SCAD always keeps its antennae tuned to two key frequencies: the interests and desire of our students, and the insights and trends shared by practicing professionals. Every year we adopt new, in-demand programs quickly and adapt existing programs as creative fields constantly evolve so we can best equip students with the skills and knowledge they need for their careers. We also teach students to be entrepreneurial and to develop their personal brands to market those skills effectively. Forty years ago, making “creative careers” the mission of a university was unorthodox to say the least, but we’ve proven that it works. Our graduate placement rate is clear evidence of that: 98 percent of spring 2015 graduates were employed, pursuing further education, or both within 10 months of graduation. That’s a powerful testament to the strength of our mission.
Why did you decide to write a memoir, The Bee and the Acorn, and why do you call it your love letter to Savannah?
It’s been almost 40 years since I founded SCAD alongside my parents, who are no longer with us. I felt compelled to share our journey in building the university, together, into the preeminent institution it is today. I also wanted a way to celebrate the SCAD family, all the dreamers, students, faculty and staff, who come here to build their careers. People feel connected through art and design. Through their own experiences, SCAD has come to define many lives around the world, whole families, even, and I wanted to pay tribute to their contributions to SCAD.
Over the years, I can’t tell you how many times people in Savannah have approached me to express gratitude for SCAD’s contributions to revitalizing the city. They say that Savannah needed SCAD. What a touching tribute to all our work, to hear that. It’s equally true that SCAD needed Savannah and its many old, forgotten historic structures. (We have more than 70 buildings throughout the city, and more than 100 around the world.) In 1978, Savannah welcomed us with open arms, and it’s been a perfect incubator of creativity for the university ever since. Since I became president, we’ve been received with love in Atlanta, in Lacoste, France, and in Hong Kong, as well.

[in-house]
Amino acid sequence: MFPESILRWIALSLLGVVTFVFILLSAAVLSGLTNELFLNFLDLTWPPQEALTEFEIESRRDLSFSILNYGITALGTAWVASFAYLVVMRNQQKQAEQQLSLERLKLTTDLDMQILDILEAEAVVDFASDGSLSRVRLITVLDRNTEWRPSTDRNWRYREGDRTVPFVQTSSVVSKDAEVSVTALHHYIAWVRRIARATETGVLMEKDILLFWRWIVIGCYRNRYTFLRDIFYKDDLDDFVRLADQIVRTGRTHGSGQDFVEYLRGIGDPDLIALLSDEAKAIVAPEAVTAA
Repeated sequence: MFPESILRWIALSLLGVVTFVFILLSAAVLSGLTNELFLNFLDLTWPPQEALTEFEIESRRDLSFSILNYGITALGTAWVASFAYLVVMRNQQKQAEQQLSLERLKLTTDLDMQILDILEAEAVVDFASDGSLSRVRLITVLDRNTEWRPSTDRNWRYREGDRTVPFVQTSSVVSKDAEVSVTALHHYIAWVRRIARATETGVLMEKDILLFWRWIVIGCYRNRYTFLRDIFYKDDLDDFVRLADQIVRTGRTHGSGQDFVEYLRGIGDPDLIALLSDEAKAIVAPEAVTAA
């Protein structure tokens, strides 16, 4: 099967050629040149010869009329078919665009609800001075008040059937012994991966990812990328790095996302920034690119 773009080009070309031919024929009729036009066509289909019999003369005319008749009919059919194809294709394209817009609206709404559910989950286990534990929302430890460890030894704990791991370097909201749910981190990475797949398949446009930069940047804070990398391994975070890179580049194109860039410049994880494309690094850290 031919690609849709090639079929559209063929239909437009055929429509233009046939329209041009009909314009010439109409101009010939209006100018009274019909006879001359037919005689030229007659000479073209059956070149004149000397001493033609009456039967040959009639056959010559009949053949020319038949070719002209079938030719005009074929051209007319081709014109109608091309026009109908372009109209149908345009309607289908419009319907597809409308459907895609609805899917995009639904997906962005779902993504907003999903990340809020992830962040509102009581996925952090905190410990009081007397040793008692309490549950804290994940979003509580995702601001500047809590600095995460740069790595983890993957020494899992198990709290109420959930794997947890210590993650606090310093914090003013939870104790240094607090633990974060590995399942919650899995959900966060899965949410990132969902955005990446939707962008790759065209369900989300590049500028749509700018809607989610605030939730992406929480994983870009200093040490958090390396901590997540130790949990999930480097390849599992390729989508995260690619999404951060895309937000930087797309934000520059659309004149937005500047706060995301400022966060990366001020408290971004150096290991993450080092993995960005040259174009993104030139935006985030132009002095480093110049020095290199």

What’s the best piece of advice you’ve ever been given?
“Let nothing go to waste,” my Dad always said. I remember when my parents came to Savannah in 1979 to help rehabilitate the old armory building where we started SCAD. Dad didn’t want to throw anything out, even the glass ketchup bottles from a derelict old greasy spoon on the first floor of the building we purchased. That philosophy of saving in order to redeem, infusing the old with love and imagination, led to SCAD’s renown in the adaptive new use of buildings ranging from an old coffin factory and department store in Savannah, to a former television studio in Atlanta, to a colonial courthouse in Hong Kong, to a medieval farmhouse in Lacoste. It seems like a simple maxim, but it has produced spectacular results.
What do you hope your legacy will be?
I’ve been asked that question a lot recently! I must be getting old. Honestly, I haven’t thought about it much. What I’ve been thinking about is the students. Ultimately, their success is my greatest legacy. There’s nothing I love more than to receive notes or calls from alumni sharing their career stories and achievements. In fact, we’ve been around long enough now that the children of many alumni have come to SCAD, so the stories are multigenerational. I get a little emotional even thinking about it. I was practically a child myself, just 28 years old, when we founded SCAD. I hope SCAD students and graduates are emboldened by my own story, of risking it all to create something you believe the world needs.
What are three things you can’t live without, excluding faith, family and friends?
Great conversation is one of my lifelong indulgences. SCAD abounds with invigorating dialogue — exchanges with expert faculty and discussions with guests at Savannah Film Festival, SCADstyle, and other university events, who share insights into their professions. Last spring, I was honored to interview Carolina Herrera while she was in Savannah to speak with students before the SCAD Fashion Show. I always come away with valuable tips for leading our students, which I treasure. I also appreciate a subtle fragrance, like magnolia blossom. My final must-have is Russian tea, especially at this time of year. On a chilly morning, a single cup warms my heart all day.
Thank you to Paula for sharing her story and impressive legacy with us today. Learn more about Savannah College of Art and Design here.
Meet more amazing women from Atlanta and the surrounding community in our FACES archives. Click here to get inspired!